During Justine Gosling's 46-day hike across Finland, the The North Face ambassador had a lot of time to think and experienced many highs and lows. Ultimately, Justine believes there is a lot to be gained from these experiences that force us to spend time alone with our own thoughts, whether on an expedition or on in daily life.


The North Face ambassador Justine Gosling is an adventurer, health researcher and travel journalist

"It was 5pm. I’d been walking for 8 hours and covered a distance of 41km. I’d not spoken to anyone all day. The only company I’d had was the odd reindeer and an unwelcome swarm of mosquitos that never seemed to leave me. Yesterday was the same. In fact, it took 46 days like this for me to walk the whole length of Finland from the Arctic north to the capital Helsinki, in the south, a distance of nearly 1,000 miles.


"Before I set off, I hadn't considered what I would go through mentally. “I’d go mad spending that much time on my own” “Will you not get bored of yourself?” were the comments people made to me. Weeks spent in the Lapland wilderness, only really thinking about putting one foot in front of the other for hours every day, with very little stimulation or entertainment, turned my brain to blissful mush. I’d pass hours comparing differing shades of green tree leaves, was continually amazed by the design of spiderwebs and followed puffs of clouds as the they passed over me. I had so little to think about and so much time, my thoughts flowed freely and unhindered. I imagined my future, over-analysed my past and grew ideas I now had the headspace to create.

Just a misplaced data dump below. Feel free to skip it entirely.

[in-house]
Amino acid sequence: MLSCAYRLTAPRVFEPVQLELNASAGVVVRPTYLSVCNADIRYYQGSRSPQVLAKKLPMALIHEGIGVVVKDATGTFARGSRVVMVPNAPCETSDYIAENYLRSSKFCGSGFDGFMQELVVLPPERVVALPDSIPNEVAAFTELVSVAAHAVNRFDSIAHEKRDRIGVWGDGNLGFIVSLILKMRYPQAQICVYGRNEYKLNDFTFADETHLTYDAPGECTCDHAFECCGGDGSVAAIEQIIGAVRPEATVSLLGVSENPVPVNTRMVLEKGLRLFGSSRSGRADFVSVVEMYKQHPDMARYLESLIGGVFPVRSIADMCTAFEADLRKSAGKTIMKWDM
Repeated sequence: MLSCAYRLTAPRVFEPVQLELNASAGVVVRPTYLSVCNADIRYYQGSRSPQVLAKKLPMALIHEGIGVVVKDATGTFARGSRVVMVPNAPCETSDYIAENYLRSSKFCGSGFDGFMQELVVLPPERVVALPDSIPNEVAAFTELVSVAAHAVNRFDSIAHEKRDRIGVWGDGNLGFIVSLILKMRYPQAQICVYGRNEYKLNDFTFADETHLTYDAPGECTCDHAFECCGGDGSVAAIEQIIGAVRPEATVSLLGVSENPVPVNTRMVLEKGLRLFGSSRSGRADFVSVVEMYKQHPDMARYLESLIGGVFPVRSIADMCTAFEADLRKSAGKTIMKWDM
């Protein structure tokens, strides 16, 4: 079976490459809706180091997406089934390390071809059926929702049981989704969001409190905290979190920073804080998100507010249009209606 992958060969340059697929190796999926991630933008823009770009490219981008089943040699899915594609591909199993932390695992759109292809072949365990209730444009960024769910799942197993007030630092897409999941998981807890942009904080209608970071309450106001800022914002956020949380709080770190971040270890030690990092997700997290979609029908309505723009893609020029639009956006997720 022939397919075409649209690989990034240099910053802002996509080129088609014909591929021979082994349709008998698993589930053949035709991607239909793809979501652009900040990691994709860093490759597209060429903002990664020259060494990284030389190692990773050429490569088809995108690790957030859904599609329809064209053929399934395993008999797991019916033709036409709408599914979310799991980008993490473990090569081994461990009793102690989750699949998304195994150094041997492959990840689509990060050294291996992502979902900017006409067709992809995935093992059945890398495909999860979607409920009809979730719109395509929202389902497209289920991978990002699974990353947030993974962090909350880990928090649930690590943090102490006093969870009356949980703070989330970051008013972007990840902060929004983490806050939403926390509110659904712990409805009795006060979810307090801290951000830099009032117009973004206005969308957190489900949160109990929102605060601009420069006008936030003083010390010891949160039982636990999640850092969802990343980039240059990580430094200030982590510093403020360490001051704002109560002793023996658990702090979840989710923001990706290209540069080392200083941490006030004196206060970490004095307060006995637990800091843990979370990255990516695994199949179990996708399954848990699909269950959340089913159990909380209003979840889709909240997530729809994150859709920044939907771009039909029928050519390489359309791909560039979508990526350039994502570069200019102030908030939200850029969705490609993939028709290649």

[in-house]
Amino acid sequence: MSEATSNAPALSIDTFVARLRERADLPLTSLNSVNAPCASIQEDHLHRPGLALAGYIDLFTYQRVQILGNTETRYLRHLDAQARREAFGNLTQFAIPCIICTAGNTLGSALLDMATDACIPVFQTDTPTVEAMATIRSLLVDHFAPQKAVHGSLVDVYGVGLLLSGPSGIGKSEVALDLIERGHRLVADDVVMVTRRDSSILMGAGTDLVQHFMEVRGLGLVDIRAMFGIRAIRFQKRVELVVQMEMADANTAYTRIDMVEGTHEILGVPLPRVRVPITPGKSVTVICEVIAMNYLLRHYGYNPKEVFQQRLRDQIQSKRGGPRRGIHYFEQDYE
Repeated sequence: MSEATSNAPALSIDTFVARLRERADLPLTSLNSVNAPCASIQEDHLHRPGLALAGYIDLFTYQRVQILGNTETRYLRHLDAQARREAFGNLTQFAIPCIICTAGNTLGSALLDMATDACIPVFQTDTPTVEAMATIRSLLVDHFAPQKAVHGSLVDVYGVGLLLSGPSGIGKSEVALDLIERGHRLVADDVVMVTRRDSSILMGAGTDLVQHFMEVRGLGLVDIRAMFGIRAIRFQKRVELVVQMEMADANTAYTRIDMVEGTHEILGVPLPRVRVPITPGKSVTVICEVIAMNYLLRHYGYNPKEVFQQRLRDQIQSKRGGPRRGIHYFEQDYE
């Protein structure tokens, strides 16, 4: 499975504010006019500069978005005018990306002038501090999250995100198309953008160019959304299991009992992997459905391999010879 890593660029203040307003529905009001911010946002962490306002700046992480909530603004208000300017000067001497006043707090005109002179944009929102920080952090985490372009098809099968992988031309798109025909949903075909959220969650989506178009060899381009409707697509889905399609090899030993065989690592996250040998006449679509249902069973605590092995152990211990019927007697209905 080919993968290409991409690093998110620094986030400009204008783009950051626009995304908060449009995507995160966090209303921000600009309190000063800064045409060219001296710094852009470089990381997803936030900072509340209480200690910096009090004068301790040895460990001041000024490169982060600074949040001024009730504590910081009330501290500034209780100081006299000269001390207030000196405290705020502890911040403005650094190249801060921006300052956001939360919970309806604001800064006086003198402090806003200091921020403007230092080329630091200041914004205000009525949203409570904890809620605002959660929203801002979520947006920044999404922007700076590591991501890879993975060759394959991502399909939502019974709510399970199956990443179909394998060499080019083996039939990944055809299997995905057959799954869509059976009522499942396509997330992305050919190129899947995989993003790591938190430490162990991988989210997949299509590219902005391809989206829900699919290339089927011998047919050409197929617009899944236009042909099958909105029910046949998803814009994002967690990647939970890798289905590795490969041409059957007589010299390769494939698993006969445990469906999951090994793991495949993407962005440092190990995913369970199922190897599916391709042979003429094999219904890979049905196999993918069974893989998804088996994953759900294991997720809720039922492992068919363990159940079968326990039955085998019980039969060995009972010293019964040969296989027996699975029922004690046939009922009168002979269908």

"I didn't have the day-to-day hassle of making decisions, relentless emails or jostling with armies of people on the London Underground, or people at all. I hardly ever checked the time, I had nowhere to be and the 24-hour daylight meant time was irrelevant anyway. I ate when I was hungry and stopped to make camp when I was tired. I didn’t look in a mirror for weeks and washed as I was born in the lakes and rivers. Instead of judging myself by my appearance and feedback from others, I judged myself by how I was feeling and, perhaps unsurprisingly because of this, my self-worth grew. In Finland, the things I valued and needed were simpler, nothing felt particularly important and I needn't care what others thought. 


"I also had big lows replaying break ups and mistakes I’d made, and when thinking of people I missed. I couldn't hide from my insecurities. No one was around to reassure or distract me, I had to dig myself out of my black holes. I also experienced big highs and huge satisfaction from my achievements such as lighting my own fires and tracking my progress across the country. I learned that I could depend on myself and my confidence grew immensely.


"When I met my parents at the finish in Helsinki I felt as though, over the last 46 days, I’d freed myself of many insecurities I’d been dragging around for years. I was proud that I’d got myself through this and what I had learned about myself meant I liked myself a lot more. Back in London, I realised a bit of discomfort from blisters, body aches, feeling cold or being wet was a good thing. I operate on a different scale now. I’m much more patient and tolerant than I was before my trip and my threshold for discomfort has increased, as has my resilience. Less fazes me. Tough times on expeditions have given me perspectives to compare to in my everyday city life, which helps me trivialise my gripes and get over them.